• Regional Knowledge: how much do they know about the region being covered by the map? Readers who know the area will more quickly grasp the message and its significance. The map may need to include more elements to help unfamiliar readers make sense of the geographical context of the topic, such as inset maps, reference layers, and labeling.
  • Geospatial Knowledge: how much do they know about the terms, concepts, and techniques of Geography and Cartography? Much of the construction of a map makes assumptions about the ability of readers to decipher the symbols and relate them to the real world. Concepts such as scale factor, projections, and standardized symbology may confuse some readers.
  • Usage Context: maps come in a variety of media and environments: large wall maps, slides in presentations, atlases, GIS displays, mobile phones, and many more. Each of these environments has its own opportunities and constraints for design. Effectively designing maps to be used in multiple environments can be especially challenging.
  • Motivations and Bias: each map reader approaches the map with a wealth of experience and expectations that will influence what he or she gets from the map. A map intended to convince an audience that is already skeptical about or opposed to the message will need to be designed differently than a map that "preaches to the choir."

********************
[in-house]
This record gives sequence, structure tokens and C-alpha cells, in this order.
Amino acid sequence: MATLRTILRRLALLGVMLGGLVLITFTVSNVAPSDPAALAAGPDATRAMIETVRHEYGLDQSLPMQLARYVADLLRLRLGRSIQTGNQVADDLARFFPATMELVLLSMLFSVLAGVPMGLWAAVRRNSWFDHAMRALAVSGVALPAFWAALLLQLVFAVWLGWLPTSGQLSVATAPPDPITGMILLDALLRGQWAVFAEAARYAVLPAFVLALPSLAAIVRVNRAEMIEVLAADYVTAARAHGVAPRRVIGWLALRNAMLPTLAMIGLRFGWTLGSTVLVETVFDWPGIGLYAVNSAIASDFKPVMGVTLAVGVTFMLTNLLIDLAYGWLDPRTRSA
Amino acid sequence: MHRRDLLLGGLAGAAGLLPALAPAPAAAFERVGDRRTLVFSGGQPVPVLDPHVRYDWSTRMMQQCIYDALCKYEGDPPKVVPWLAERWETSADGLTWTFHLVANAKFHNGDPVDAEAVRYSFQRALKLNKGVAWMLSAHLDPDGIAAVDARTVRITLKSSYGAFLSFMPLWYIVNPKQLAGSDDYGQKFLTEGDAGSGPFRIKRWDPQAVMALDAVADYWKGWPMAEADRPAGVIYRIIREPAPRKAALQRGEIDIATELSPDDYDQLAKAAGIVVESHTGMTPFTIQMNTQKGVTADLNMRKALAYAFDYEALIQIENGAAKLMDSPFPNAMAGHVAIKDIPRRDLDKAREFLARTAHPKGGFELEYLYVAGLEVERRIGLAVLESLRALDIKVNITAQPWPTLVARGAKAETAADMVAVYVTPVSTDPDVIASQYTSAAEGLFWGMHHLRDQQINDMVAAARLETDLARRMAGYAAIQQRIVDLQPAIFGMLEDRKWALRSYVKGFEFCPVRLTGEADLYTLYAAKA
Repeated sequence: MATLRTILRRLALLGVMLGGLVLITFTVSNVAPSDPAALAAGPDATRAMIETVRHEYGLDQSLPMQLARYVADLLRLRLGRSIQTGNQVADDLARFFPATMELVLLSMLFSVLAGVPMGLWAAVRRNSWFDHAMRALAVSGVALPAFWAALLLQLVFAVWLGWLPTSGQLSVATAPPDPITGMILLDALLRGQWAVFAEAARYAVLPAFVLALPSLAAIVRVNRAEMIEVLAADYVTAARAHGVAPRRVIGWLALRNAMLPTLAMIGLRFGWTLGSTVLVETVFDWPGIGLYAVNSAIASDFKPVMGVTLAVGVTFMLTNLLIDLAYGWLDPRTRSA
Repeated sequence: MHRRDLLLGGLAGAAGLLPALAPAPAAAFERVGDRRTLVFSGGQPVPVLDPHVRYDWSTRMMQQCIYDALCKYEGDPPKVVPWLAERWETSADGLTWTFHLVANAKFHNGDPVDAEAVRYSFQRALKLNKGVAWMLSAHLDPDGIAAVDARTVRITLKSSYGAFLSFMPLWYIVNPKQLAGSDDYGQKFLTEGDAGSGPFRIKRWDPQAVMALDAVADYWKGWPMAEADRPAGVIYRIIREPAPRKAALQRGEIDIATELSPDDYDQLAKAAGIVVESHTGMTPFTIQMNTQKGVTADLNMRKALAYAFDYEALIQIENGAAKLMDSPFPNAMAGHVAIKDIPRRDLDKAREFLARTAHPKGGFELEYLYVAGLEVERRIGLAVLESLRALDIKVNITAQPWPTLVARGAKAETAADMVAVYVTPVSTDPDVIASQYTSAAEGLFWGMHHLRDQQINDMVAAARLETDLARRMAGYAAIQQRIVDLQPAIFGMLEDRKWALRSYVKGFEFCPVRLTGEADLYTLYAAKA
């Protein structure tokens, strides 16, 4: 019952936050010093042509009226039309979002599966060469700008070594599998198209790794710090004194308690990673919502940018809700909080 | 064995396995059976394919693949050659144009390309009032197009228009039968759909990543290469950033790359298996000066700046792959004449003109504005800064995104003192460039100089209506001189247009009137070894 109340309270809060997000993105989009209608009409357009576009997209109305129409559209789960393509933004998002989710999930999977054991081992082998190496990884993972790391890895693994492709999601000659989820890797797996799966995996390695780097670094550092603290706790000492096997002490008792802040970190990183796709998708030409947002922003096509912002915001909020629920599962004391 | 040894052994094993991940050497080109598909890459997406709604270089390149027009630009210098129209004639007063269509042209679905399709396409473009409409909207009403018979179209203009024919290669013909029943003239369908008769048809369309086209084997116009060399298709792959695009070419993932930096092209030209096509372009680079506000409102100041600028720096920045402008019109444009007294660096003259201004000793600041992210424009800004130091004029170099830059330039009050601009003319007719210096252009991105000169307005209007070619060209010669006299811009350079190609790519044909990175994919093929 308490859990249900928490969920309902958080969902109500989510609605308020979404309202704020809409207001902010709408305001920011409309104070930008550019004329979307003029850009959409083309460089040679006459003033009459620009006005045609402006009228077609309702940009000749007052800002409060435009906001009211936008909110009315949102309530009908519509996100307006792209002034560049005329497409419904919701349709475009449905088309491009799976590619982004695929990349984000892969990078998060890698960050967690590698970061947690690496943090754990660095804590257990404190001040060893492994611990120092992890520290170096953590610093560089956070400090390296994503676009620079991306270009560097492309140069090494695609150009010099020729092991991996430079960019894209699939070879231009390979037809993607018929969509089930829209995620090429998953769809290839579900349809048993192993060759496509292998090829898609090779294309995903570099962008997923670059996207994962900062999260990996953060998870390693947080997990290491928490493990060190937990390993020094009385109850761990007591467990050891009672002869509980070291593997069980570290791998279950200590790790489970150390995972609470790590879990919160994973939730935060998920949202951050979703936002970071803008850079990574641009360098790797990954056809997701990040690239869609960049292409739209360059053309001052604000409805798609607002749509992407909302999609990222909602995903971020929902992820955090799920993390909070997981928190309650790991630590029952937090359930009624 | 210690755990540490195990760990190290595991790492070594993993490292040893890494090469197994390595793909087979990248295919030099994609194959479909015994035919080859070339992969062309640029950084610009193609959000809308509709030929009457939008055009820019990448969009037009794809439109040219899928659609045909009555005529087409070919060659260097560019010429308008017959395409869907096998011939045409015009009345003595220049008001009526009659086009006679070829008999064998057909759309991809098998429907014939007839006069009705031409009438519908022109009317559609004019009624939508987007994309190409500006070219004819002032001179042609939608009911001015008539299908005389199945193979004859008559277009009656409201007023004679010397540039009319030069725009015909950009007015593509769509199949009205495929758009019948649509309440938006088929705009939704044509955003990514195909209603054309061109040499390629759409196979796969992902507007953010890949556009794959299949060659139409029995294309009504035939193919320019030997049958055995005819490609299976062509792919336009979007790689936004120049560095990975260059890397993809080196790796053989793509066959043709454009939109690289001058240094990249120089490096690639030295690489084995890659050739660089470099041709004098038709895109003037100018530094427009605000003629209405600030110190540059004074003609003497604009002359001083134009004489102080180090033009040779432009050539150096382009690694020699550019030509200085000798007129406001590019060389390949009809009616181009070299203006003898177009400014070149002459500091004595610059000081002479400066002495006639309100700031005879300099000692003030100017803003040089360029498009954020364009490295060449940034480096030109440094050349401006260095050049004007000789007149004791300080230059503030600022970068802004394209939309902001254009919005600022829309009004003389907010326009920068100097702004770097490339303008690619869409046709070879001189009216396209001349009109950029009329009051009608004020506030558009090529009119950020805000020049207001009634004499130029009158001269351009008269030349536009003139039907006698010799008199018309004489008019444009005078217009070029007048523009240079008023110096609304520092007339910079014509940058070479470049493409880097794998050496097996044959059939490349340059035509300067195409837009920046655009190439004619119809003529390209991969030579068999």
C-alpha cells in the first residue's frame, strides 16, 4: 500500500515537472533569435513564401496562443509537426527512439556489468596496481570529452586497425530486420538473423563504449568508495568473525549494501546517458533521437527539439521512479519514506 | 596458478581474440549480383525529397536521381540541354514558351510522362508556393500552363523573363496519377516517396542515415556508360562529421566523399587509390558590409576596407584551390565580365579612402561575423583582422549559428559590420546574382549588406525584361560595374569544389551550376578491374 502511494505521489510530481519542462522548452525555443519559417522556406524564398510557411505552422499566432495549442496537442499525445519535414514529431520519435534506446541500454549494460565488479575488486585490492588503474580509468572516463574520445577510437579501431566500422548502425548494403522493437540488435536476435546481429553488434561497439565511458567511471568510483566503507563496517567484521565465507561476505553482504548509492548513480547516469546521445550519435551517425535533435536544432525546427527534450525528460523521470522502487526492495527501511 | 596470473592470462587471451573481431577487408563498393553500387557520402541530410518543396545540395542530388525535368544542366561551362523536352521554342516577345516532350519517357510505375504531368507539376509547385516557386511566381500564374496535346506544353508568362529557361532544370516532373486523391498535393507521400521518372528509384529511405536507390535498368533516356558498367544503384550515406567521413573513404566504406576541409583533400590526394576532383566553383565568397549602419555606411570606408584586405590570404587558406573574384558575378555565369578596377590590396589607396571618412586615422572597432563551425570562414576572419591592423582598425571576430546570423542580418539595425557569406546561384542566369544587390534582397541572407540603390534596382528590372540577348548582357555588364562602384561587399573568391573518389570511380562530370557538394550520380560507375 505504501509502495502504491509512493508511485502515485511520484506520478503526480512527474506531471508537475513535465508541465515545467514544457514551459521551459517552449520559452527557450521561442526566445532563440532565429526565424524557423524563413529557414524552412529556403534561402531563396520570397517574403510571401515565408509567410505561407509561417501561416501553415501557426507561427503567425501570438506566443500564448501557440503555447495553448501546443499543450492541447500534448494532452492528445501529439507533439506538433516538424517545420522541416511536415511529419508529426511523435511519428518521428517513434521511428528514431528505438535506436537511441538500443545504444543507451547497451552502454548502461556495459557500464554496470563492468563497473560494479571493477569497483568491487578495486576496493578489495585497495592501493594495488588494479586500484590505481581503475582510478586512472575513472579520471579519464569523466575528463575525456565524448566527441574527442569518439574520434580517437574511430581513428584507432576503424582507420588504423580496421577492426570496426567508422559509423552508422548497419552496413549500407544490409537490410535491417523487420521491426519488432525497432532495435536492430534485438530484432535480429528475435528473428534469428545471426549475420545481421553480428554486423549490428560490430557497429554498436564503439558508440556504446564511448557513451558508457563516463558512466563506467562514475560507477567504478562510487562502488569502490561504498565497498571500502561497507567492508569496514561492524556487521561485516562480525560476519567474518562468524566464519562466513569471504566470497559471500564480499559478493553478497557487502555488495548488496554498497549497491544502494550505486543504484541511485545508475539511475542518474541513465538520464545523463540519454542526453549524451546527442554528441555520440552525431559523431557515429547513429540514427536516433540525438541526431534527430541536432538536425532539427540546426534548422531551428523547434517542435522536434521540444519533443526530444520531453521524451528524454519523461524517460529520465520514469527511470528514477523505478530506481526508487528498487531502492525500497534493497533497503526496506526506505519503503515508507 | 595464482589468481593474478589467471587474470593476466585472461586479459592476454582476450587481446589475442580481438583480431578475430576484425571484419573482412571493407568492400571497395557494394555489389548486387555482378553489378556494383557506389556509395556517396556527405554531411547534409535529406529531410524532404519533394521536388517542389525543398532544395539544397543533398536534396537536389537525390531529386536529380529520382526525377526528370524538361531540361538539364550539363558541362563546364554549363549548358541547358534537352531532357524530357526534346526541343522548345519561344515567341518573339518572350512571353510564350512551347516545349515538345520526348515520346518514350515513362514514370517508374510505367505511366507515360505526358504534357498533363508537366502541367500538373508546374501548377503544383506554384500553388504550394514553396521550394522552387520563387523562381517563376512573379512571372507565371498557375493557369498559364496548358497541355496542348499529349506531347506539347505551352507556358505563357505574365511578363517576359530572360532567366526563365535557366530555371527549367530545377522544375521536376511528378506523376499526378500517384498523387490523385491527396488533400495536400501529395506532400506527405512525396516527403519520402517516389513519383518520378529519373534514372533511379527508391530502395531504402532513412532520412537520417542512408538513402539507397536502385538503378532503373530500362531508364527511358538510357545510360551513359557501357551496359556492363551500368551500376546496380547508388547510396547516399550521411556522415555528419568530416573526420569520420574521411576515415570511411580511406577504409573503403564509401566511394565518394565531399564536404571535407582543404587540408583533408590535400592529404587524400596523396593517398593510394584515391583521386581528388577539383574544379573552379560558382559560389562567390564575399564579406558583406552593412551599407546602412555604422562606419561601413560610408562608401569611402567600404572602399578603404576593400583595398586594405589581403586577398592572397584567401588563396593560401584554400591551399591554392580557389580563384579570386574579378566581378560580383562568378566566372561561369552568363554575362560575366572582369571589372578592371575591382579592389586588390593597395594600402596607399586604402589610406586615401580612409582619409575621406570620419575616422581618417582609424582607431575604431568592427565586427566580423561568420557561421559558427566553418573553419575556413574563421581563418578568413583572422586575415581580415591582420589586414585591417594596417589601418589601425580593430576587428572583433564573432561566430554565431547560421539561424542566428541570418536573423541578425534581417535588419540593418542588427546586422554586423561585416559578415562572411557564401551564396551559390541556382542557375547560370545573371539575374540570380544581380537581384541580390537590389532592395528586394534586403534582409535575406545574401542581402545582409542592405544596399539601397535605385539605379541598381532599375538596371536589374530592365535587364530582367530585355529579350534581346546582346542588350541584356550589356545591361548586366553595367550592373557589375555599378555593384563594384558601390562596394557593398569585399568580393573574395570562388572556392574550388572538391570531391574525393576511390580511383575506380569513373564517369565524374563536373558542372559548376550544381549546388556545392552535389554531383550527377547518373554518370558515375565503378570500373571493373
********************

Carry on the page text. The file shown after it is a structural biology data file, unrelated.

An example of audience-focused design can be seen in the map entitled "Distribution of the Genus Drymarchon." The purpose of the map is to show the current extent of the snake genus Drymarchon. The author takes a number of liberties on this map due to his knowledge of the audience base. First, the author does not explain what Drymarchon is because he assumes that the audience already knows what a Drymarchon is. Second, there are no place labels because the author knows that the intended audience of the map only wants to know the general extent of the snake genus throughout the Americas and would not care about place labels. Third, the author uses political boundaries to show the extent of Drymarchon (an unusually simple approach for showing range-limits), because he knows that would be sufficient for the intended audience and the context in which the map would be viewed.